Letting a banker go - pitfalls for the unwary
By Dennis Cooper and Varun Zaiwalla
July 11 2012 - One might be forgiven for wondering whether a number of bankers may soon be "let go" by their employers as
the banks' trials and tribulations following the LIBOR fixing scandal unfold. Given the rates of remuneration they tend to enjoy, making most of
us appear by comparison to be journeyman labourers, this could be an expensive time.
In some cases their employers will be well aware of their employee's transgressions and will act with appropriate ruthlessness.
In other cases the truth may yet to have fully unfolded. Given that the LIBOR scandal is some 5 years old and has only recently come to light
it may well be that there are many more horrors to come. So what happens when a bank decides that the time has come to cut the Gordian Knot and
let its thrusting trader venture out to pastures new i.e. sack him?
Given that it is neither normal nor wise to require or permit a trader to serve out his notice an employer has really two options.
The simpler is to activate the payment in lieu clause in his contract of employment. The messier is summarily to dismiss him on a pretext (probably
unsubstantiated) and let the employment lawyers deal with the fall out with a generous payment. In the past experience suggests that the former
option is preferred. After all if he was subsequently found to be guilty of a sackable offence the payment in lieu could be withheld on the well
established principle set out in Boston Deep Sea Fishing and Ice Co v Ansell ((1888) 39 Ch D 339), that an employer may rely upon an after
discovered act of gross misconduct in defence of a claim for wrongful dismissal and the lost remuneration and benefits which result. The same
would apply if he went through the other route i.e. summary dismissal on a trumped up allegation, but why would anyone in the City want to behave
Sadly, following the Court of Appeal's decision in Cavenagh v William Evans ( EWCA Civ 697) the answer is that it would be
a very unwise employer who now opted for the neater option i.e. the payment in lieu. The reason is simple - the Court of Appeal has decided that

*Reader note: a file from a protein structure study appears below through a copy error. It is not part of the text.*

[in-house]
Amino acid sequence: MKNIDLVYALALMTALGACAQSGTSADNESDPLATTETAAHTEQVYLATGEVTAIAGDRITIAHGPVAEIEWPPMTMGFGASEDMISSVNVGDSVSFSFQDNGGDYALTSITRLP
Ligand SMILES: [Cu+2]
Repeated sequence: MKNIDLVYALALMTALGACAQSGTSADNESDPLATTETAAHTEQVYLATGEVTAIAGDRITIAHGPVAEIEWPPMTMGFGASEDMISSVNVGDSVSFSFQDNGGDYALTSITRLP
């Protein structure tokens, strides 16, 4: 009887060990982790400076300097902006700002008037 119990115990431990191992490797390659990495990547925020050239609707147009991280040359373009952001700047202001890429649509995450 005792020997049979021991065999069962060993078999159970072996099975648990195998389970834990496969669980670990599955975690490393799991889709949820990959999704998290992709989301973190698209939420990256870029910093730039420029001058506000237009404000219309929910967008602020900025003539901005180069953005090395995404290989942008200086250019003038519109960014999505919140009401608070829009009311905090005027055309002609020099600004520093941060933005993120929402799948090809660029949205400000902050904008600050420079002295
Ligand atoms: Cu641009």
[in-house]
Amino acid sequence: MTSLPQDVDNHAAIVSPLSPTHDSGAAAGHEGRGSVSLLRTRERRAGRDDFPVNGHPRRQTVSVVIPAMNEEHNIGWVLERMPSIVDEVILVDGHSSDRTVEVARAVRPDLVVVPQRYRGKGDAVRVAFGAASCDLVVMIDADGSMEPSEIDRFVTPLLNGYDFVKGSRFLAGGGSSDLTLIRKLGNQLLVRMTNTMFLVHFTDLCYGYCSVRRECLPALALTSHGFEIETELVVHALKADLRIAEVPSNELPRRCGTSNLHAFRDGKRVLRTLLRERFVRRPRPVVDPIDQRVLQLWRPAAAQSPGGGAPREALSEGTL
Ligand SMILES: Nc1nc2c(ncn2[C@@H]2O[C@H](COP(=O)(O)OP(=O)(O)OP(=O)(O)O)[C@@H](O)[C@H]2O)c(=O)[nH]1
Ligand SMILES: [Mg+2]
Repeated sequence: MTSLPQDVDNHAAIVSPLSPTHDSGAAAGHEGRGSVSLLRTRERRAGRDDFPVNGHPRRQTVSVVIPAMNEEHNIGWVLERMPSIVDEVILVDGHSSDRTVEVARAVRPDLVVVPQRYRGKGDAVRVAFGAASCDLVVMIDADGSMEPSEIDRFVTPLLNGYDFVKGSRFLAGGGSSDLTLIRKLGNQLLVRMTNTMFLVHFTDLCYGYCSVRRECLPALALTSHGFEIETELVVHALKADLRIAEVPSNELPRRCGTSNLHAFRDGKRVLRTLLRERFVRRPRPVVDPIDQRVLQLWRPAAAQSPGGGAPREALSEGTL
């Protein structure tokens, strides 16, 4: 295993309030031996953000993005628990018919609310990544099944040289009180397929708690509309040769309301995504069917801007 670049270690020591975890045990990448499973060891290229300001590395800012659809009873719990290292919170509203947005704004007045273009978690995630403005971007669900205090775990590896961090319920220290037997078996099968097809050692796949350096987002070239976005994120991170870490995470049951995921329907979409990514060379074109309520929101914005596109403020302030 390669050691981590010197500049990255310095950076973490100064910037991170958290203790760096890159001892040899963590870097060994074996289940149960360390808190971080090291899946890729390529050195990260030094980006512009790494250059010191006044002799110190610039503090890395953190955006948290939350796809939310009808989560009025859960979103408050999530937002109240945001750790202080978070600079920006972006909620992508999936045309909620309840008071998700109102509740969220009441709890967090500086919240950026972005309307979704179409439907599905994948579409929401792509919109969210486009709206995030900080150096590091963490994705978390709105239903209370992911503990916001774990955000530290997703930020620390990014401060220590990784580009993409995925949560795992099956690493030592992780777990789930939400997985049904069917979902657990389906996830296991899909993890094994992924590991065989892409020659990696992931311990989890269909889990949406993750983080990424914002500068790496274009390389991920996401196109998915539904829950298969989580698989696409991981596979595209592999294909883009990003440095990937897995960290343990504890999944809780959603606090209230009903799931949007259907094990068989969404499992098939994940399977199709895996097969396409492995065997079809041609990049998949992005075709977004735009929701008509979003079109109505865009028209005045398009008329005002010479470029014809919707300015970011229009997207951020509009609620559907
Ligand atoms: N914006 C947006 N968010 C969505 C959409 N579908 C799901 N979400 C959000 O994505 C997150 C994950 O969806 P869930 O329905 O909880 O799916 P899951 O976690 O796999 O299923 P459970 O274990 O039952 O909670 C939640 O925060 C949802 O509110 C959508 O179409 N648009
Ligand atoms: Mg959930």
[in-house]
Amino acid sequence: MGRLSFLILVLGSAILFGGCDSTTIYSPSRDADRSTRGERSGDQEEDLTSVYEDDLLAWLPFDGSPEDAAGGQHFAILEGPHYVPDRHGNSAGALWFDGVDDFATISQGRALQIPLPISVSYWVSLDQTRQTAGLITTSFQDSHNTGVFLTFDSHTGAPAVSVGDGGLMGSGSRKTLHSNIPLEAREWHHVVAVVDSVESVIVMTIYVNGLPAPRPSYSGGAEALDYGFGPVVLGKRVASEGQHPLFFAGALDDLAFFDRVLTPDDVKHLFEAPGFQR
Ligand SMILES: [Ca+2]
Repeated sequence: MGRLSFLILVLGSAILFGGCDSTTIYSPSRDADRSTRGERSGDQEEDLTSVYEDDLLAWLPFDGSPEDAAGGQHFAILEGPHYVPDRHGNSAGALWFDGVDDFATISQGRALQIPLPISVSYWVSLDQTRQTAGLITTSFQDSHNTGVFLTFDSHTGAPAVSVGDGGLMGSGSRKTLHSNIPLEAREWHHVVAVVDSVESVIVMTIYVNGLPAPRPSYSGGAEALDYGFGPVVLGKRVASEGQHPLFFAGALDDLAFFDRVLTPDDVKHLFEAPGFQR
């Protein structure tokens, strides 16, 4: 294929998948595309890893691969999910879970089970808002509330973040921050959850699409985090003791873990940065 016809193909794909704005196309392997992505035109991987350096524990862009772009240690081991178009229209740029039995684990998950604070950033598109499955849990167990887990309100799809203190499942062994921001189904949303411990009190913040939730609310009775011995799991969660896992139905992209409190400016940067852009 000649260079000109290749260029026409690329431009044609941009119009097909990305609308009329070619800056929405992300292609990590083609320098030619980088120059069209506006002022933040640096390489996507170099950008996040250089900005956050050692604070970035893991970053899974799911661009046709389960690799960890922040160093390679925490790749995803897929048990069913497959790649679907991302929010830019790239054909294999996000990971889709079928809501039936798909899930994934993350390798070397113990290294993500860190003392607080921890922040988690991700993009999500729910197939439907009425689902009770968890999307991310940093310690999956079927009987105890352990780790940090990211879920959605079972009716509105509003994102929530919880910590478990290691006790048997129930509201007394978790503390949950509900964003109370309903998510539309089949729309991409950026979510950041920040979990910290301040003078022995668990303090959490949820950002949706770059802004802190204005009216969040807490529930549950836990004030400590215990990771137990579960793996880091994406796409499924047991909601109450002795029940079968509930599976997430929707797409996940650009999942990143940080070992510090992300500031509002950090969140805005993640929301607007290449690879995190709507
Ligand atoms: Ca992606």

the well known principle enshrined in Boston Deep Sea Fishing does not apply if the employer was entitled to sack the employee under a payment
in lieu provision. It would only apply if he summarily dismissed him with no explanation or on a trumped up allegation. As a consequence, if
the employer has indicated that he will make the payment in lieu when he terminates the employment then he is bound to pay him even if he then
discovers he has had his hand in the till or, perish the thought, been manipulating the odd LIBOR.
It may be possible in future to get around this problem with a suitably worded clause in the contract of employment, though that
needs to be tested. There is of course the practical hurdle that it will be necessary either to agree fresh contracts of employment or amend
the existing ones. Was this really what the Court of Appeal intended?
It seems to offend a sense of justice and decency that an employer should be so seriously prejudiced for behaving well. The well
known cynic's maxim "no good deed goes unpunished" comes to mind. Even more puzzling is the proposition that an employee should be rewarded for
his misconduct. In Cavenagh v William Evans the dismissed employee was managing director of the company from which he had appropriated
£10,000 for his personal pension fund by writing out two £5,000 cheques which he got a junior employee to countersign on the
false basis that he had been awarded the payment by the board. He had concealed his wrongdoing and therefore his employer did not know that
it could and probably should summarily have dismissed him. Notwithstanding the fact that he was also in breach of his clear duty to the company
to report his own wrongdoing the Court of Appeal decided that it was just for him to retain his right to his payment in lieu - about
£60,000 - and therefore should have judgment against his innocent employer.
In many senses there could not be a more serious case of breach of duty and gross misconduct. If therefore the Court of Appeal
could side with an employee and director in such a clear case it is unlikely that our errant banker will need to be concerned should he walk
away with a large wad of notes from his ignorant and innocent employer.